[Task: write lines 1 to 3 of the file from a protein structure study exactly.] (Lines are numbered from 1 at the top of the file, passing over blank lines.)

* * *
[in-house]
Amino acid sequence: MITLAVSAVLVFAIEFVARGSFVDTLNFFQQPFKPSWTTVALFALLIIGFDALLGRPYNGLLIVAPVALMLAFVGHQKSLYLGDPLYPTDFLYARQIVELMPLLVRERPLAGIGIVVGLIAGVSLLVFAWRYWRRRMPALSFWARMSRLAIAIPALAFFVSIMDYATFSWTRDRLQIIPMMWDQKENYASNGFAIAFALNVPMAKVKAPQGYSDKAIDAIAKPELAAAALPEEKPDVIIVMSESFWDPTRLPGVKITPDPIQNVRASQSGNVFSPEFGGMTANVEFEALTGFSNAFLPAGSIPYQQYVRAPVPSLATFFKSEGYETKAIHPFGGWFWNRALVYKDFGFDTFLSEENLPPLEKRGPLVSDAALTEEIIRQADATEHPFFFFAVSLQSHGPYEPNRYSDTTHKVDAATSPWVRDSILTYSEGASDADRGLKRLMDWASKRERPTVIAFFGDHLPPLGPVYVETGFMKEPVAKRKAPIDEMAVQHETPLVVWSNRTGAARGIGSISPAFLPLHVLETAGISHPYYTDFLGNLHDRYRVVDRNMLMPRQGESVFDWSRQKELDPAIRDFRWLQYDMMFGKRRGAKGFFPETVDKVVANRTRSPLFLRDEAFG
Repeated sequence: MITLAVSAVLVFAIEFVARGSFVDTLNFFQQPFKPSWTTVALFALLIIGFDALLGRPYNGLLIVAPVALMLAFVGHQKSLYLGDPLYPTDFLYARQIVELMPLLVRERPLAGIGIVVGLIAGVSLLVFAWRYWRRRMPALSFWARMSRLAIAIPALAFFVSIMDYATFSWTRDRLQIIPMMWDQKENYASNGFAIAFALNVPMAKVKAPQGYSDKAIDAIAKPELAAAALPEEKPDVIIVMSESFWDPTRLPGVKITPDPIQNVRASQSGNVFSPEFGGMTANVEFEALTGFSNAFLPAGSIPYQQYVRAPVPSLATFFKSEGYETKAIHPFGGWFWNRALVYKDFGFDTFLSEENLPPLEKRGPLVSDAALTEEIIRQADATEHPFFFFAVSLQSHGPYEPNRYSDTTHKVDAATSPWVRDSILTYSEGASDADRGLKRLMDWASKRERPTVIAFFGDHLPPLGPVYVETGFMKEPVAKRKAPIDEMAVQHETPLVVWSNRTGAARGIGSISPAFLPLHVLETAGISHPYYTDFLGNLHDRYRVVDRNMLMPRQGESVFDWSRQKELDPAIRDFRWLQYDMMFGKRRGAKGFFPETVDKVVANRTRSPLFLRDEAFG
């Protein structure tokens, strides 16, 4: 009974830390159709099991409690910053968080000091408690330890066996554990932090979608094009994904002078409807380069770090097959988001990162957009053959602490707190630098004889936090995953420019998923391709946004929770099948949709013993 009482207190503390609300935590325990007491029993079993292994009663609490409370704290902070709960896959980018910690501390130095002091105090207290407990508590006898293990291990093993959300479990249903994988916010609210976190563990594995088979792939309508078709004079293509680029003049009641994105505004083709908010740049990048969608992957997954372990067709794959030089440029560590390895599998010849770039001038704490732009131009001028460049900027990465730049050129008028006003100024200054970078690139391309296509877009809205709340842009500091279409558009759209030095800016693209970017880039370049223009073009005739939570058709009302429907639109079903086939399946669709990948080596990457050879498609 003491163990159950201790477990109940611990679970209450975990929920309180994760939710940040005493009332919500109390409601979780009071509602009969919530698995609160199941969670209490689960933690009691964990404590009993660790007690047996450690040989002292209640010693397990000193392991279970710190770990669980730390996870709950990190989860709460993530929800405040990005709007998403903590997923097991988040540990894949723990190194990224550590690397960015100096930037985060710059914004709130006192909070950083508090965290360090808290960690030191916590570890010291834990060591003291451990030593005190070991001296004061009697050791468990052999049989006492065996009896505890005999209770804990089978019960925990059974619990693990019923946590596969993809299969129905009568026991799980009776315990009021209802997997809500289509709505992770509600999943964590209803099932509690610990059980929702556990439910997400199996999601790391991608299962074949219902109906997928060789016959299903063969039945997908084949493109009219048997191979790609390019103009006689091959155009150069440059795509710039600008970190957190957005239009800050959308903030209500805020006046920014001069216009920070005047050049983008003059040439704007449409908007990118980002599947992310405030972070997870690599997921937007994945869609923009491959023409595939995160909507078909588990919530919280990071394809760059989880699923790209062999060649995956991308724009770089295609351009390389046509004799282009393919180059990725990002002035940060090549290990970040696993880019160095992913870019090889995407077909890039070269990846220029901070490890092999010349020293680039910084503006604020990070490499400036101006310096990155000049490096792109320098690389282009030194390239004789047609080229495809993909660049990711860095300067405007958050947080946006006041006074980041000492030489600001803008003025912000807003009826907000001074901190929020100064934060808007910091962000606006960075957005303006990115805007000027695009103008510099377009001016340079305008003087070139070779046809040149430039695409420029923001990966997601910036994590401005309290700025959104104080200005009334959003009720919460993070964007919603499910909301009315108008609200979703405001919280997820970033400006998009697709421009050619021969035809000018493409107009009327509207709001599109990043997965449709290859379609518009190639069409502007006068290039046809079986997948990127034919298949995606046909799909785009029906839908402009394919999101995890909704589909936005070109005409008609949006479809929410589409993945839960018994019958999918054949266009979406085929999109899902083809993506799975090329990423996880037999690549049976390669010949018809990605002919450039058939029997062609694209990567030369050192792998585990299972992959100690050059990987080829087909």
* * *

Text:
[in-house]
Amino acid sequence: MITLAVSAVLVFAIEFVARGSFVDTLNFFQQPFKPSWTTVALFALLIIGFDALLGRPYNGLLIVAPVALMLAFVGHQKSLYLGDPLYPTDFLYARQIVELMPLLVRERPLAGIGIVVGLIAGVSLLVFAWRYWRRRMPALSFWARMSRLAIAIPALAFFVSIMDYATFSWTRDRLQIIPMMWDQKENYASNGFAIAFALNVPMAKVKAPQGYSDKAIDAIAKPELAAAALPEEKPDVIIVMSESFWDPTRLPGVKITPDPIQNVRASQSGNVFSPEFGGMTANVEFEALTGFSNAFLPAGSIPYQQYVRAPVPSLATFFKSEGYETKAIHPFGGWFWNRALVYKDFGFDTFLSEENLPPLEKRGPLVSDAALTEEIIRQADATEHPFFFFAVSLQSHGPYEPNRYSDTTHKVDAATSPWVRDSILTYSEGASDADRGLKRLMDWASKRERPTVIAFFGDHLPPLGPVYVETGFMKEPVAKRKAPIDEMAVQHETPLVVWSNRTGAARGIGSISPAFLPLHVLETAGISHPYYTDFLGNLHDRYRVVDRNMLMPRQGESVFDWSRQKELDPAIRDFRWLQYDMMFGKRRGAKGFFPETVDKVVANRTRSPLFLRDEAFG
Repeated sequence: MITLAVSAVLVFAIEFVARGSFVDTLNFFQQPFKPSWTTVALFALLIIGFDALLGRPYNGLLIVAPVALMLAFVGHQKSLYLGDPLYPTDFLYARQIVELMPLLVRERPLAGIGIVVGLIAGVSLLVFAWRYWRRRMPALSFWARMSRLAIAIPALAFFVSIMDYATFSWTRDRLQIIPMMWDQKENYASNGFAIAFALNVPMAKVKAPQGYSDKAIDAIAKPELAAAALPEEKPDVIIVMSESFWDPTRLPGVKITPDPIQNVRASQSGNVFSPEFGGMTANVEFEALTGFSNAFLPAGSIPYQQYVRAPVPSLATFFKSEGYETKAIHPFGGWFWNRALVYKDFGFDTFLSEENLPPLEKRGPLVSDAALTEEIIRQADATEHPFFFFAVSLQSHGPYEPNRYSDTTHKVDAATSPWVRDSILTYSEGASDADRGLKRLMDWASKRERPTVIAFFGDHLPPLGPVYVETGFMKEPVAKRKAPIDEMAVQHETPLVVWSNRTGAARGIGSISPAFLPLHVLETAGISHPYYTDFLGNLHDRYRVVDRNMLMPRQGESVFDWSRQKELDPAIRDFRWLQYDMMFGKRRGAKGFFPETVDKVVANRTRSPLFLRDEAFG